A new company is now responsible for sorting and disposing of materials collected by Seymour’s recycling program.
In December, Illinois-based Flint River Recycling purchased the recycling division of Seymour’s Ranger Enterprises, which took over the job from the city four years ago.
The change is forcing the Department of Public Works to stop accepting plastic bags as part of its curbside recycling pickup after Feb. 29.
The city’s new recycling vendor has requested that plastic bags be kept separate from other materials because of the damage they can cause recycling sorting and processing equipment, said Bernie Bryant, Seymour’s environmental/recycling educator.
“We get a lot of them, but they are just a nightmare on equipment,” she said.
Seymour is one of the few cities that accepted plastic bags through curbside pickup, Bryant said.
The bags are still recyclable, however, and residents have a couple of options of where to take them.
“They can drop them off here at our facility in Freeman Field or take them to a local store that has a bag return program like Jay C, and I’ve been told Walmart,” she said.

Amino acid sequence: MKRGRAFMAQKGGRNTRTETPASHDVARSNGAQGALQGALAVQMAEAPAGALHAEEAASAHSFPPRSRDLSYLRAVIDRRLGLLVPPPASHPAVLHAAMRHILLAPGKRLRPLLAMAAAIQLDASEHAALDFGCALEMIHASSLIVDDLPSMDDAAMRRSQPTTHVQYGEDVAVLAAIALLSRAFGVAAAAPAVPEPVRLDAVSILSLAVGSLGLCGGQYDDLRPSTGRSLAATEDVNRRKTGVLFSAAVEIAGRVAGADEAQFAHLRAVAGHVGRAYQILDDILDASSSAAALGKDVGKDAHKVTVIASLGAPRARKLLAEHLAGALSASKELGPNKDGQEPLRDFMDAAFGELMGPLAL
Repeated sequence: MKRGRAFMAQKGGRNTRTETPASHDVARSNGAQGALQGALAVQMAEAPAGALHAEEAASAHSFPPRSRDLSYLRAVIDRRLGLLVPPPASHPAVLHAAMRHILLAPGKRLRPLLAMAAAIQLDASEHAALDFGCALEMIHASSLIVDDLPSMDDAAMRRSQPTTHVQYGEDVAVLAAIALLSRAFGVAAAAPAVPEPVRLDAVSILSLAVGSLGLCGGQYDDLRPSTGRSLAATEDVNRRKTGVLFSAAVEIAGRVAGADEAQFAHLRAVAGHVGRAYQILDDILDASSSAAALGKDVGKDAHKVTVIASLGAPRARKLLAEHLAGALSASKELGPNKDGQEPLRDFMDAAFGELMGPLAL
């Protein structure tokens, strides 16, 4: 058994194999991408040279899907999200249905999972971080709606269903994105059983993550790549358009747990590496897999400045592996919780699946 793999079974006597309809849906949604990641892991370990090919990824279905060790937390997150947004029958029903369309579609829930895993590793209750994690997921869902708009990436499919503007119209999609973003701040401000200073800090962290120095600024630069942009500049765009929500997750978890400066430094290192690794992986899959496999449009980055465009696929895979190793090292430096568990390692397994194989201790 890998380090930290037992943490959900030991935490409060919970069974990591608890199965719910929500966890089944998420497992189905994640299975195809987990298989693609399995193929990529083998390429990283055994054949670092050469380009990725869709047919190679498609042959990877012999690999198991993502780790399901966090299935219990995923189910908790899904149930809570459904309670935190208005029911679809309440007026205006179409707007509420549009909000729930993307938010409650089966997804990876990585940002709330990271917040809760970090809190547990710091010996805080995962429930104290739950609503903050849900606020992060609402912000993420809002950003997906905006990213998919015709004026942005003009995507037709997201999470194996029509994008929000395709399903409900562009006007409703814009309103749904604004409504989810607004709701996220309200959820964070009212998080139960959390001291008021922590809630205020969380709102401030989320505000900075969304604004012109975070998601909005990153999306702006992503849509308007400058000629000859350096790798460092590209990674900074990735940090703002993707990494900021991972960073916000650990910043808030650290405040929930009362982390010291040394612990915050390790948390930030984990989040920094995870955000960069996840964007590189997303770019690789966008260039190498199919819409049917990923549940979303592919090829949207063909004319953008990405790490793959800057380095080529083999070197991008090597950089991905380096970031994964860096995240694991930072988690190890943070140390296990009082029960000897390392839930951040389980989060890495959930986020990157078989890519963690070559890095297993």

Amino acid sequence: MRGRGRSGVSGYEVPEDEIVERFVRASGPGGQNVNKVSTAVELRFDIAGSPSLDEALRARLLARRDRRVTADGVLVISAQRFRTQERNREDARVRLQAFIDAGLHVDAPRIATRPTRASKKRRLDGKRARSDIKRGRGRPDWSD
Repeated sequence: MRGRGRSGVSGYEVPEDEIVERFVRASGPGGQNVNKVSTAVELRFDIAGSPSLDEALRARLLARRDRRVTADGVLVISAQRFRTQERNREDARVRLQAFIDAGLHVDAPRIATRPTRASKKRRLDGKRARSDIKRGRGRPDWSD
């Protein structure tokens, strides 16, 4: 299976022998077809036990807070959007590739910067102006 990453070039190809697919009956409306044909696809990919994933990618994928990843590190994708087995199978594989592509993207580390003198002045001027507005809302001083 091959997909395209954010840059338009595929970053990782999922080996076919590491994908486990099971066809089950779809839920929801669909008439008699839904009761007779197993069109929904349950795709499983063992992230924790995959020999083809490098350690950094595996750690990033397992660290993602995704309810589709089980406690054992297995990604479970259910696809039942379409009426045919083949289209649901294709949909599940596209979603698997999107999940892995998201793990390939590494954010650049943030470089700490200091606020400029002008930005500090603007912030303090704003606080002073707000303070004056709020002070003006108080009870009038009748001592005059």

Bryant also recommends people purchase reusable bags for shopping to help reduce the number of plastic bags that need to be recycled.
One benefit of Flint River Recycling taking over is that all material will be sorted locally instead of being transferred first, Bryant said.
“We will be having a town hall meeting in March to introduce Flint River Recycling to the community so they can explain who they are,” she said. “But we don’t really expect any major changes.”
Bryant said a problem they are running into with current recycling is the amount of Styrofoam being disposed of in the yellow-lidded curbside recycling toters.
Seymour does not accept any Styrofoam material for recycling, she said.
“Styrofoam is a big problem because people are hearing about it being recycled in other places like California, but they don’t understand the volume it takes, and it has to be cleaned first,” she said. “We just aren’t equipped to handle it.”
Any recycling toters found to contain Styrofoam products will be tagged by Department of Public Works workers as having trash in them and will not be picked up until the Styrofoam is removed, she said.
As far as recycling goes in Seymour, Bryant said 50 to 55 percent of residents participate in curbside recycling, and currently there is a shortage of yellow-lidded toters.
“We have a lot more people wanting to recycle than we do toters at this time, so there is a long waiting list,” she said.
Bryant said she is glad there is a high demand for curbside recycling, and she expects city leaders to discuss funding another purchase of toters in the near future.